Prominent businessman and civil society leader Osman Kavala has described a top court’s decision to uphold his and four others’ conviction in the Gezi Park trial as a product of a mentality that does not value the law or human life, the Anka news agency reported, quoting an opposition lawmaker.
Main opposition Republican People’s Party (CHP) lawmaker Enis Berberoğlu visited Kavala, who has been behind bars since November 2017, and several other Gezi Park defendants in Marmara Prison in İstanbul on Friday.
Berberoğlu’s visit came shortly after the Supreme Court of Appeals on Thursday upheld a life sentence for Kavala and 18-year prison sentences for human rights lawyer and Workers Party of Turkey (TİP) lawmaker Can Atalay, journalist and film producer Çiğdem Mater, city planner Tayfun Kahraman and filmmaker Mine Özerden.
The court also overturned the convictions of three other defendants in the trial, ordering them to be retried.
Berberoğlu, who spoke to Anka following his visit to Kavala and the others, said Kavala accepted news of the top court’s decision calmly and said: “This is a ruling that is the product of a mentality which disregards the law and human life.”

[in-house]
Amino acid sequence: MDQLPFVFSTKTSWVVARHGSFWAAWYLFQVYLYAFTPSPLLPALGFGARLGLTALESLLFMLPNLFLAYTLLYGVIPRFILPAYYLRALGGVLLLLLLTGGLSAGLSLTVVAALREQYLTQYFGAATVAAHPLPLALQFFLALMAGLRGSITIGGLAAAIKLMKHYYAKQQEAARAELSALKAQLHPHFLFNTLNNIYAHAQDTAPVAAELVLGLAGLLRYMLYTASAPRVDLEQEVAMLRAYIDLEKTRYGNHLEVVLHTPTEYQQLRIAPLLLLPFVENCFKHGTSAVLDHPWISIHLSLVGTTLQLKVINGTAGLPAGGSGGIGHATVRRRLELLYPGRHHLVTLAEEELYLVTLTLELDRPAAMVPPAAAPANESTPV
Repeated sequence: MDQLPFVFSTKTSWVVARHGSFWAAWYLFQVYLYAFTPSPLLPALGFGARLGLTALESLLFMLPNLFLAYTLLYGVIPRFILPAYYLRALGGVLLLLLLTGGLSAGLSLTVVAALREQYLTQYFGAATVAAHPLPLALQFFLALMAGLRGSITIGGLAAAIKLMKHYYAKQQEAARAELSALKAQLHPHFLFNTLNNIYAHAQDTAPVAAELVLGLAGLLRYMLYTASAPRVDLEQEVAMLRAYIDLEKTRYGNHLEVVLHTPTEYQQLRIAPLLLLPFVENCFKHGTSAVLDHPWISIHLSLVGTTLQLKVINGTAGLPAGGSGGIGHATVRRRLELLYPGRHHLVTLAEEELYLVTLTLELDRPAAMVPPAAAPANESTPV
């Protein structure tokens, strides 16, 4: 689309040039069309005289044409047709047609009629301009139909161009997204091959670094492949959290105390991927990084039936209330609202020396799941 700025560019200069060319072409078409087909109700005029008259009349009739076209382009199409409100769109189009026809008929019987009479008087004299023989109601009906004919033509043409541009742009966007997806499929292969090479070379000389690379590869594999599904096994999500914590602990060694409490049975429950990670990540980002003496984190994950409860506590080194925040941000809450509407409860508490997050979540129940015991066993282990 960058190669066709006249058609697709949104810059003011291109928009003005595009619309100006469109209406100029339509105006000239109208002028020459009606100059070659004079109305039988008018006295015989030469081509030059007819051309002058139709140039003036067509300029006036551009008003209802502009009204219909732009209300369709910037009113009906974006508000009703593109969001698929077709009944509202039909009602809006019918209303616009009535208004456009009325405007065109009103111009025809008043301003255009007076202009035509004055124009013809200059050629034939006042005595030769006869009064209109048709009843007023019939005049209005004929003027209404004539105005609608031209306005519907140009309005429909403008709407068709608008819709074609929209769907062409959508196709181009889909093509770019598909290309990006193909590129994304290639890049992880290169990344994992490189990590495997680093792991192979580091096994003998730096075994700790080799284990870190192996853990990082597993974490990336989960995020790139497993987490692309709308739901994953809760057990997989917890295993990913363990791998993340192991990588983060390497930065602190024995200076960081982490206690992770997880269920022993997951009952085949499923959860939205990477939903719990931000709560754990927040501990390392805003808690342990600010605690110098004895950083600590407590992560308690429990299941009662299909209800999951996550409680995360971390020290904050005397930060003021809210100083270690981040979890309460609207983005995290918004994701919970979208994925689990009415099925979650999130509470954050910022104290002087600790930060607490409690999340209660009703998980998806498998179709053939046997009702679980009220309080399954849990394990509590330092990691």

Kavala told Berberoğlu he learned about the court’s decision from the TV in his prison cell when he was writing a letter.
Berberoğlu said the only remaining legal remedy for Kavala is to take his conviction to the Constitutional Court, claiming rights violations.
The Gezi Park trial defendants were convicted of attempting to overthrow the Turkish government for their alleged role in the protests, which began over an urban development plan in central Istanbul and spread to other cities in Turkey.
The ruling sparked international condemnation as well as protests across Turkey for being politically motivated.
A leading figure in Turkey’s civil society, 66-year-old Kavala was born in Paris, educated in the UK and ran a cultural center before being thrust to prominence. He was accused of financing protests against the then-prime minister and current president Erdoğan’s government during the large-scale protests in 2013 and involvement in a failed military coup in 2016.
Kavala’s plight had soured relations between Ankara and Western nations, and a diplomatic crisis was triggered in 2021 when Turkey threatened to expel 10 Western ambassadors, including the US envoy, after they demanded Kavala’s release.
Turkey has refused to release Kavala despite the 2019 European Court of Human Rights ruling that found his detention was in pursuance of an “ulterior motive,” that of silencing him as a human rights defender. The non-implementation of the ruling prompted the Committee of Ministers to launch an infringement procedure against Turkey in February 2022, which is still ongoing.